So why are workers still being laid off, even when all the data indicates that it's time to go back to hiring, or at least stop the cuts? One reason is leftovers from the extensive recruitments of the pandemic period. According to the New York Times, from the end of 2019 until the start of the big rounds of layoffs, the number of employees at Apple, Amazon, Meta, Microsoft and Google increased by more than 900,000. In the last year and a half, due to the turnaround in the economic situation, the companies cut about 112,000 jobs. However, even today they employ 2.16 million people, 71% more than before the pandemic.
"Technology companies are still trying to reduce the extra weight they put on during the pandemic, given that high interest rates and the negative trend in the technology sector have lasted longer than expected," Layoffs.fyi founder Roger Lee told Bloomberg. "However, the current rounds of layoffs are often smaller and more focused than those of 2023."
That is, if last year the companies carried out a kind of panic layoffs, which were intended to reduce expenses at all costs, now the move is done in a more calculated way, and is directed mainly to business units and divisions that do not provide good enough performance. "We go through cycles where you see an intense focus on innovation, and then the pendulum swings and there's an intense focus on the bottom line," Tim Herbert, vice president of research at CompTIA, which monitors employment trends in the technology sector through analysis of job ads, told the New York Times. "But when I read that Amazon is cutting back Alexa employees or Google cutting the Pixel Phone team, that tells me there is more focus on the profit margin. They cut where they can and redeploy resources."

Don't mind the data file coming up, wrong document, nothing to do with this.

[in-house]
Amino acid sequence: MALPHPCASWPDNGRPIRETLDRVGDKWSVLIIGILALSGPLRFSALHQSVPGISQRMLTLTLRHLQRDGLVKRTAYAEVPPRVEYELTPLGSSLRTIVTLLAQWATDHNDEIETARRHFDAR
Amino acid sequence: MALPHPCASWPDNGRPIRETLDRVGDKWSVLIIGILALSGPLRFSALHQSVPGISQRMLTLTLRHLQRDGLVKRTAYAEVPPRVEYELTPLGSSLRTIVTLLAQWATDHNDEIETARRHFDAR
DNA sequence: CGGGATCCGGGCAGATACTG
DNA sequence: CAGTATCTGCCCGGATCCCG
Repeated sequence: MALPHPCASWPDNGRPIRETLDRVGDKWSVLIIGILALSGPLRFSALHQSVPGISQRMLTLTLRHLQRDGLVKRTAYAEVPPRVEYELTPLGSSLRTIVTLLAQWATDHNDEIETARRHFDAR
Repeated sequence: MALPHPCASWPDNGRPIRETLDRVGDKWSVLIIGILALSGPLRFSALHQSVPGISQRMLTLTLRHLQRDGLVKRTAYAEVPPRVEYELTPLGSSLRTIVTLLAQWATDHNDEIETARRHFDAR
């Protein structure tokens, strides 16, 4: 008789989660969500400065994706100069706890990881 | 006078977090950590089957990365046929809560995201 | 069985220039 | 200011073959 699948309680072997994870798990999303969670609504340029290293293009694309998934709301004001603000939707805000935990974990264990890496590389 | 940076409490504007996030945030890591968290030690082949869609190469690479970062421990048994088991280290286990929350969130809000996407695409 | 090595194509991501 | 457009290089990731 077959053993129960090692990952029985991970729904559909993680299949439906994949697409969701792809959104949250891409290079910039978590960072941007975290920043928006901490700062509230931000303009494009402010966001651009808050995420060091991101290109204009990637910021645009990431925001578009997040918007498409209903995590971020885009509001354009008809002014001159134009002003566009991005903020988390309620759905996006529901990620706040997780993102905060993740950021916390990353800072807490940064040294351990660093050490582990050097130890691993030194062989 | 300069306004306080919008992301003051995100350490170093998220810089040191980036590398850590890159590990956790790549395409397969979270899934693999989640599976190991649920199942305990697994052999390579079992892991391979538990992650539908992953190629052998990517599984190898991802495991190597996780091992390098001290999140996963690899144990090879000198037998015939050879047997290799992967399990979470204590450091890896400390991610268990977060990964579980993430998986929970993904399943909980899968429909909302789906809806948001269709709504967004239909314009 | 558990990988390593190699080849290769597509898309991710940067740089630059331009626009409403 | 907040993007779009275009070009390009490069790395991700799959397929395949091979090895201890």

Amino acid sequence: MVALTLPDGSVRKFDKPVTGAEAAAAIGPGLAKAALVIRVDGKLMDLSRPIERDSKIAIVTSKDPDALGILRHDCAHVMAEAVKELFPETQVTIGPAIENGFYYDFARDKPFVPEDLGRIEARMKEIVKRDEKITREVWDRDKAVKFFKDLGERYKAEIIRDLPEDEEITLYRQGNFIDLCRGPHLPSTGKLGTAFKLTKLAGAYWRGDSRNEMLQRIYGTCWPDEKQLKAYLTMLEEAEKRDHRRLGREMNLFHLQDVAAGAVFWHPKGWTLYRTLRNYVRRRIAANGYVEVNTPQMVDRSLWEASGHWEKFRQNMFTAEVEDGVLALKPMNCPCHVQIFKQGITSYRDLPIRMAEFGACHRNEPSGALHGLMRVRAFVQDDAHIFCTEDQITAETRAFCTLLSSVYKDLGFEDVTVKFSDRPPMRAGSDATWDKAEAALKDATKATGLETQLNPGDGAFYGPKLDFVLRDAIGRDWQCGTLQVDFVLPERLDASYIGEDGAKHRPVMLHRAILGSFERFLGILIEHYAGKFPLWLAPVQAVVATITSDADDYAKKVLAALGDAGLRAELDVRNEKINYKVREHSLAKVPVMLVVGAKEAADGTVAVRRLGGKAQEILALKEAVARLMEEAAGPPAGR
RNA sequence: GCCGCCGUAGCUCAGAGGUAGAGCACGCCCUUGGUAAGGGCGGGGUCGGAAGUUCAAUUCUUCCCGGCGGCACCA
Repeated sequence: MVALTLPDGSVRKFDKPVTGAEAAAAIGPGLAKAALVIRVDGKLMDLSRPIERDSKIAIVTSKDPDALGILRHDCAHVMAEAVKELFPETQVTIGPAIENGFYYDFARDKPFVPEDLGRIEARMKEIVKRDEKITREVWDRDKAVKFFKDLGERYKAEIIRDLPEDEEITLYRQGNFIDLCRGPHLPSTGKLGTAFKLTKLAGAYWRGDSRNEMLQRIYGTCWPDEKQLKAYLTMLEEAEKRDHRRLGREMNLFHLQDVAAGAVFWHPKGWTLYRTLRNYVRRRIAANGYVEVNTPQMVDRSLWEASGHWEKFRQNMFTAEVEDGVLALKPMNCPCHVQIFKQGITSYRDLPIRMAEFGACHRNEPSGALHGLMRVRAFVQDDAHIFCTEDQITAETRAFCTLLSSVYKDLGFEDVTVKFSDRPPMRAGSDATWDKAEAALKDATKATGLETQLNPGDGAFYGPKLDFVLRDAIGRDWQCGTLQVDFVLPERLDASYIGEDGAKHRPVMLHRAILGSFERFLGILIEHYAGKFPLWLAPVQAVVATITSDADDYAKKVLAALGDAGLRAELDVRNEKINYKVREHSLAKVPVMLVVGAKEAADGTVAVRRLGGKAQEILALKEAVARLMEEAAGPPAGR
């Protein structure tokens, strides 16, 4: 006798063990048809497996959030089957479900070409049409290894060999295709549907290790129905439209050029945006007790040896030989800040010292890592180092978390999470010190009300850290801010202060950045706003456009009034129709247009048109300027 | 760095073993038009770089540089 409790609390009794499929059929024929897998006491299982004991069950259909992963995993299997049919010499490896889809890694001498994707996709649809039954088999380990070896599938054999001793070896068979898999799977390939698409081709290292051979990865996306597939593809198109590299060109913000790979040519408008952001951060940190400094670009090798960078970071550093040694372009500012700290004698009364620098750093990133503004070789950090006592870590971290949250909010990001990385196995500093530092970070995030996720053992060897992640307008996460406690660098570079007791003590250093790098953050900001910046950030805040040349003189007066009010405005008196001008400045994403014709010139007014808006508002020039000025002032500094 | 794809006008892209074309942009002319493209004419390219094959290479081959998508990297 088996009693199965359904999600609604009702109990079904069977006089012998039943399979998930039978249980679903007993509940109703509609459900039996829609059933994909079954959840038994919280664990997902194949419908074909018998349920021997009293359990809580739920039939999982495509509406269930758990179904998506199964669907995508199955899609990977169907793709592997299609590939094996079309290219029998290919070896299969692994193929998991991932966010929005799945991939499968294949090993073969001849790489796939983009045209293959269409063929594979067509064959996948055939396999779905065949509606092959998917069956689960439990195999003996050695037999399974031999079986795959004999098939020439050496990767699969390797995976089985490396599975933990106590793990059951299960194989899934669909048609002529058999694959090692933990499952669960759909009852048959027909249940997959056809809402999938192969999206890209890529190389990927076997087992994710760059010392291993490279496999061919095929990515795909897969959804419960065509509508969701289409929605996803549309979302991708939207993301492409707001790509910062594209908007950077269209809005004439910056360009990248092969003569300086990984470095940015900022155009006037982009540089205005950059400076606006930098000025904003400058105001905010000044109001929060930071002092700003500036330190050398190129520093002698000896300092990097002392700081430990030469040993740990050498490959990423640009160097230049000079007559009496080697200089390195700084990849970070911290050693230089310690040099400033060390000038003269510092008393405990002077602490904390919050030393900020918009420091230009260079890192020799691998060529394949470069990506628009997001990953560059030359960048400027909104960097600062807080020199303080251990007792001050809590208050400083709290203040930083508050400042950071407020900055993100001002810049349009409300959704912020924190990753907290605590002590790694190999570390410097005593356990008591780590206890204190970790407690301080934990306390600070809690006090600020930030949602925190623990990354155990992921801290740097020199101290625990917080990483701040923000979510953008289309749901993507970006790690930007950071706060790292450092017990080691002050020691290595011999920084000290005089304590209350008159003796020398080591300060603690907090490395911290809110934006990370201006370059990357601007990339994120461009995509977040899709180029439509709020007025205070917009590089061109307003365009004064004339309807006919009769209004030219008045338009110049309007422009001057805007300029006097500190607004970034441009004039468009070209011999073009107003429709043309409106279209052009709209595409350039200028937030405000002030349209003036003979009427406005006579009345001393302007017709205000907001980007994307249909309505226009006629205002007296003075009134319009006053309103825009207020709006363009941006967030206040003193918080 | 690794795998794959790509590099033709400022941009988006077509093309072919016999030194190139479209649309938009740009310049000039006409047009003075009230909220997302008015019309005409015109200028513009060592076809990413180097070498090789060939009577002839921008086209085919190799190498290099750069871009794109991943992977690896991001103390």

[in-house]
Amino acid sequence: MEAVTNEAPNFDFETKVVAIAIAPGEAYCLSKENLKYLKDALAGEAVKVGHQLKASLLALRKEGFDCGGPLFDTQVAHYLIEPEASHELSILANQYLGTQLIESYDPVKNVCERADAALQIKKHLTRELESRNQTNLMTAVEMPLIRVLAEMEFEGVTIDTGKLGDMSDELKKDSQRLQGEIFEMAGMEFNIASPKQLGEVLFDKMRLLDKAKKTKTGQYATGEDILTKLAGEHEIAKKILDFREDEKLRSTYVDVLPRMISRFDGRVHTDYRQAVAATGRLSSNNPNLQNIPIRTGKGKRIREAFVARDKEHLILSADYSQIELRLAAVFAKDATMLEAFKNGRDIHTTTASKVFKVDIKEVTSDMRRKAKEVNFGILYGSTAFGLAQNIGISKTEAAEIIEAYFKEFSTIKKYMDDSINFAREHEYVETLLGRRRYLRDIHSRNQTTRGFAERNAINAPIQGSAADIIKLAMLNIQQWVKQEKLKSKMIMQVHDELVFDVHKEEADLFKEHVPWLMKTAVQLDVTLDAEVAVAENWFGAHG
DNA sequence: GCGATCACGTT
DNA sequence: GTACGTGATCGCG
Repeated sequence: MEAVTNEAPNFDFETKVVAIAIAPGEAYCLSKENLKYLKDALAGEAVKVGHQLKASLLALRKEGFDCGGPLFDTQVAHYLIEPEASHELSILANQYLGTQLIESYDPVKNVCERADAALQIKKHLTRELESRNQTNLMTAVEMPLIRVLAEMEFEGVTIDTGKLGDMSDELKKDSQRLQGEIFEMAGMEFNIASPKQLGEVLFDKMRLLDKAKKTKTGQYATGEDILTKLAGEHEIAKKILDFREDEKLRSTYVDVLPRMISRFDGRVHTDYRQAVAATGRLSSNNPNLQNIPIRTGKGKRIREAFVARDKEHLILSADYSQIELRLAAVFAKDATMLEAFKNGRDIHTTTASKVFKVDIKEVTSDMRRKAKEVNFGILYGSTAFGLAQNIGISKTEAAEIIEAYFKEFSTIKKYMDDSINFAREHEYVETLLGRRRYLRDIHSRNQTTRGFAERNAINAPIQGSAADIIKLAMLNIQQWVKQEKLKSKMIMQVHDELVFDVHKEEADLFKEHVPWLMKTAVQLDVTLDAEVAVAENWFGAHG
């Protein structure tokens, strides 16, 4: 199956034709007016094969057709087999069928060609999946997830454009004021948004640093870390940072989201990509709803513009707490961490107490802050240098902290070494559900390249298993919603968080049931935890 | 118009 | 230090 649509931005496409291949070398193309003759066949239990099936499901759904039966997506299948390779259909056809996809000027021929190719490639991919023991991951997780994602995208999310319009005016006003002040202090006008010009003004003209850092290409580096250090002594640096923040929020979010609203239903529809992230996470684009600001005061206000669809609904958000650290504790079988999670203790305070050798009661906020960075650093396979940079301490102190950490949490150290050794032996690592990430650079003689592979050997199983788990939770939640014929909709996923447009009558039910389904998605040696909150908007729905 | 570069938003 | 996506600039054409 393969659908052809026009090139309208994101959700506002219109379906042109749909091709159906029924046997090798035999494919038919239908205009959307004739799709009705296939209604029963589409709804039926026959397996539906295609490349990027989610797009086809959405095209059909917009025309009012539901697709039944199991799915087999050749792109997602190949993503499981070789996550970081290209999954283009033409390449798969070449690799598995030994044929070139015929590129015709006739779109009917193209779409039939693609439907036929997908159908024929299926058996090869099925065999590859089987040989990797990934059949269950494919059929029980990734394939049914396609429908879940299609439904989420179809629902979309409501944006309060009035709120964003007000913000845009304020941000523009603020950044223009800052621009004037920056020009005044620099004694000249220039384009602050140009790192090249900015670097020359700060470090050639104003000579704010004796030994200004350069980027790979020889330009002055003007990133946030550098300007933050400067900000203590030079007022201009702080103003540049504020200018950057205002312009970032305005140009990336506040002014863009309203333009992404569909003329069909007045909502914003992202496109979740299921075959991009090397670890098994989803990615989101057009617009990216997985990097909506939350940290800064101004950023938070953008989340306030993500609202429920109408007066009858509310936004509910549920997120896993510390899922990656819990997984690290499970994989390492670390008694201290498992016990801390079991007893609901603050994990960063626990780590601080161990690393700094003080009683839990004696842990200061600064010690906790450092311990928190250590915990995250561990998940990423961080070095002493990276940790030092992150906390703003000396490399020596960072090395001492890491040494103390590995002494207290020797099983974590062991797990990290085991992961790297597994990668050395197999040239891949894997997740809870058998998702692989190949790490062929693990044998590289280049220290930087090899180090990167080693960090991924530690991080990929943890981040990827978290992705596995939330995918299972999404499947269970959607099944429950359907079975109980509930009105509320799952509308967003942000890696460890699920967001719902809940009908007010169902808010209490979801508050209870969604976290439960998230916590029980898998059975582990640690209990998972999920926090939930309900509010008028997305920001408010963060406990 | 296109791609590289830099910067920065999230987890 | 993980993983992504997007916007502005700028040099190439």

Another reason is a change in the focus of many companies to artificial intelligence (AI)-based developments or moving to work with AI-based tools. In this context, it is possible that not every layoff move will lead to a reduction in jobs, and that the company simply replaces employees with certain skills with employees with other talents. According to an analysis by CompTIA, the number of open jobs that are related to AI or require skills in the field increased from about 2,000 in December 2023 to 17,479 in January 2024. The number of vacancies in January increased by 18,000 compared to December, and the unemployment rate in the sector stands at 3.3% compared to 3.7% in the U.S. job market.
There are also cases where job cuts are made due to a transition to the use of AI, and that instead of hiring thousands of employees every quarter, companies prefer to invest in the development and implementation of AI capabilities. This trend emerges from what Meta CEO Mark Zuckerberg said in a conversation with analysts after the publication of the company's quarterly report last week. According to him, Meta laid off workers in January to reduce costs and "so that we can invest in a long-term and ambitious vision around AI." He added : "We operate better as a lean company."
"I feel that most of the layoffs have already happened, and that companies are going to start to recover," Bert Bean, CEO of staffing firm Insight Global, told Bloomberg. "But the situation is still very uncertain. The market will remain like this for another two quarters or so, until the Fed lowers the interest rate again."